Art Hotel creators release coffee-table book (plus, an update on ArtStreet)
On a recent Friday, the smell of sawdust and the steady beat of indie rock wafted through a massive warehouse off of Broadway, the home of the forthcoming group exhibit ArtStreet, which opens on Feb. 3.
At this same time last year, ArtStreet’s organizers, who make up the M5Arts collective, were readying to debut Art Hotel in downtown Sacramento at the historic Jade Apartments, where 130 artists transformed the soon-to-be-demolished building into a larger-than-life exhibition, covering every surface—bathrooms, kitchens and stairwells—with paintings, sculptures, installations and other art forms.
Those striking works are now splashed across 130 pages of a new hardcover book created by the Art Hotel team and set for release Feb. 8., with artist bios and statements accompanying colorful photographs of the exhibit. M5Arts estimates that 13,000 visitors toured the Art Hotel, which was open for just one week (click here to see photos of the project), and the group's co-founder and curator Seumas Coutts says that, like the show, the book was a collaborative effort. Each chapter represents one floor of the five-story hotel.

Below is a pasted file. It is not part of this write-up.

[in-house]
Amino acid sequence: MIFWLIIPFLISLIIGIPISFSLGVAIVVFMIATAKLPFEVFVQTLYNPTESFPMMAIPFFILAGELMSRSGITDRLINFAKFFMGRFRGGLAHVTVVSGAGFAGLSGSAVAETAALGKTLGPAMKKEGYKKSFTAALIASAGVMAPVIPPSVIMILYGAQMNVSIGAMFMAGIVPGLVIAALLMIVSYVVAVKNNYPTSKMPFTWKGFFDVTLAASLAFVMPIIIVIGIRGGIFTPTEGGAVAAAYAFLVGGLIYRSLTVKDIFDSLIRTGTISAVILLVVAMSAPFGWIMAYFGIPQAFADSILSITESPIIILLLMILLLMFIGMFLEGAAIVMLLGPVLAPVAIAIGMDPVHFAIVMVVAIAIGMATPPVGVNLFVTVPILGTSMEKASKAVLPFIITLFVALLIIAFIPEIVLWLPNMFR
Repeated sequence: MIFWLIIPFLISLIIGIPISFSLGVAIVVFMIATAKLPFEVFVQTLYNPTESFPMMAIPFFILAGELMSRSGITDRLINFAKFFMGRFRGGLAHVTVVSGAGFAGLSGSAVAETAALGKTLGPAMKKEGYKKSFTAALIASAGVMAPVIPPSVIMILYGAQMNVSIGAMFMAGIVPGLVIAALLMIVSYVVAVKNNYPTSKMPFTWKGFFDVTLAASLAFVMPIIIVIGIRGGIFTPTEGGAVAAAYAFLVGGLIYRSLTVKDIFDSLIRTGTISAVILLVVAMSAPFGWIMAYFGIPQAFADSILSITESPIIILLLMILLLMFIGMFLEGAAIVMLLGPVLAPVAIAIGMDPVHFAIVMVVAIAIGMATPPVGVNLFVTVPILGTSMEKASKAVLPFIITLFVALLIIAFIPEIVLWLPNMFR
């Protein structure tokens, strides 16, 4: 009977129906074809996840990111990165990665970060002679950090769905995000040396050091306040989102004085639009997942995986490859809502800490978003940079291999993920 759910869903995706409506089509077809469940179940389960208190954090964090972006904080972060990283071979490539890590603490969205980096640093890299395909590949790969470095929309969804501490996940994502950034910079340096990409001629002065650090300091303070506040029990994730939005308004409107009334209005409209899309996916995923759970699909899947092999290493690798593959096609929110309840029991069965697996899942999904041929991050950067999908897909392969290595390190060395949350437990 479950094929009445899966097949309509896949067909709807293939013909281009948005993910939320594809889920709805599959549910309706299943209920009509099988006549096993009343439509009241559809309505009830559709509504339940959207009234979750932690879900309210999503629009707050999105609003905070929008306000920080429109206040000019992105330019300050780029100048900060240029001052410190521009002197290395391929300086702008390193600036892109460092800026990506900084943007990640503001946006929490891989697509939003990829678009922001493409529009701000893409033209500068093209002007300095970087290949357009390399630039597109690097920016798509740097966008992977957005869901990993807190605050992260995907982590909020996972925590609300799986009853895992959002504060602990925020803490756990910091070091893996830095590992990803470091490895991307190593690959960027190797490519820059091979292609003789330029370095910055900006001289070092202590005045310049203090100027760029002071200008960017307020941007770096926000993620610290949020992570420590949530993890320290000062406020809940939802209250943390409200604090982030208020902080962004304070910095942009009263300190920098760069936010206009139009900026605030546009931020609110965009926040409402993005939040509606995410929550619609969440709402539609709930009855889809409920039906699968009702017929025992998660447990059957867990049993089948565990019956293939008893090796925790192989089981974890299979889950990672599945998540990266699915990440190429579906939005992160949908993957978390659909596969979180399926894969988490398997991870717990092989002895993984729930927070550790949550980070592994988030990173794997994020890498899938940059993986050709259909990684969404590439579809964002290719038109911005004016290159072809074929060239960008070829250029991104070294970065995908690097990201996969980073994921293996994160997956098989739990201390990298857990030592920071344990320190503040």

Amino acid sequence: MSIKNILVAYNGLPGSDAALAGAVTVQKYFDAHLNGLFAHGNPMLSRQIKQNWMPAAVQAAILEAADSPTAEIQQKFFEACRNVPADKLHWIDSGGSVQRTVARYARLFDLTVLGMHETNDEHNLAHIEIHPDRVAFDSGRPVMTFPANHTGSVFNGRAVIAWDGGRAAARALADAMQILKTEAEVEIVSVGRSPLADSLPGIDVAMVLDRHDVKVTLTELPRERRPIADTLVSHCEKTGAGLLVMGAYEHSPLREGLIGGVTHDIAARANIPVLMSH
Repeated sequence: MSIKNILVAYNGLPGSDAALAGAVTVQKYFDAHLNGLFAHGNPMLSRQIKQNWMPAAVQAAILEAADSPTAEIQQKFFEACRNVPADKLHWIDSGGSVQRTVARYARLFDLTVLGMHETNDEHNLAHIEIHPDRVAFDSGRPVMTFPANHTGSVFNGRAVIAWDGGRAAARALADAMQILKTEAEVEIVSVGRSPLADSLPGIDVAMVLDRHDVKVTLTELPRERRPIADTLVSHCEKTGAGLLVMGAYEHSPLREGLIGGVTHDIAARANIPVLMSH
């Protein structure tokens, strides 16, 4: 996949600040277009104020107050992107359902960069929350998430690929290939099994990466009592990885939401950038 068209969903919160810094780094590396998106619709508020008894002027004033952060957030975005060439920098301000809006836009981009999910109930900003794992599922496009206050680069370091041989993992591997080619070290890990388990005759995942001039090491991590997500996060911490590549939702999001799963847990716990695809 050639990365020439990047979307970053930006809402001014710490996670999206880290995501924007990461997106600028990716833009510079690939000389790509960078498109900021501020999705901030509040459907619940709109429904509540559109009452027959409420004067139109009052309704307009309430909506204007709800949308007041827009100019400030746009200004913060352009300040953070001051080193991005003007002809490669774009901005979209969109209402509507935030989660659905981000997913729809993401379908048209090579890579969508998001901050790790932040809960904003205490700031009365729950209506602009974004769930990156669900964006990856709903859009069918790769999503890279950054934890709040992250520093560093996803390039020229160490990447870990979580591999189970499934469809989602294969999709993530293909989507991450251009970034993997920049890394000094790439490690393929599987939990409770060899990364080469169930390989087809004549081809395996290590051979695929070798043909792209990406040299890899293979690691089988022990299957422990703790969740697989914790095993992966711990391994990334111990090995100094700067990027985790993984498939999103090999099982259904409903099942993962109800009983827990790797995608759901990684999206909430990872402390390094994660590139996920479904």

The book is available for preorder on the M5Arts website for $39, and once it arrives on Feb. 8, it will be sold for $50 online and at ArtStreet. Scott Eggert, a member of M5Arts who acts as the team's spokesperson, says he hopes the Crocker Art Museum and other local retailers will also carry the book.
As for the ArtStreet project, Coutts says it’s quickly moving along. M5Arts received over 330 project submissions from artists across the globe, and narrowed the field down to about 80 creatives who are now working around the clock on murals, sculptures and performance pieces within the warehouse.
“It’s a museum environment that’s not a museum,” Coutts says. For example, an outdoor space will house a sculpture garden, lounge areas, movie screenings and a bar and cafe. Inside, there will be a bookstore and two indoor stages hosting musical performances, poetry readings and lectures.
“We’re here pretty much 9 a.m. to 12 a.m. every day.” Coutts says. “It’s all about coming together and making things happen.”
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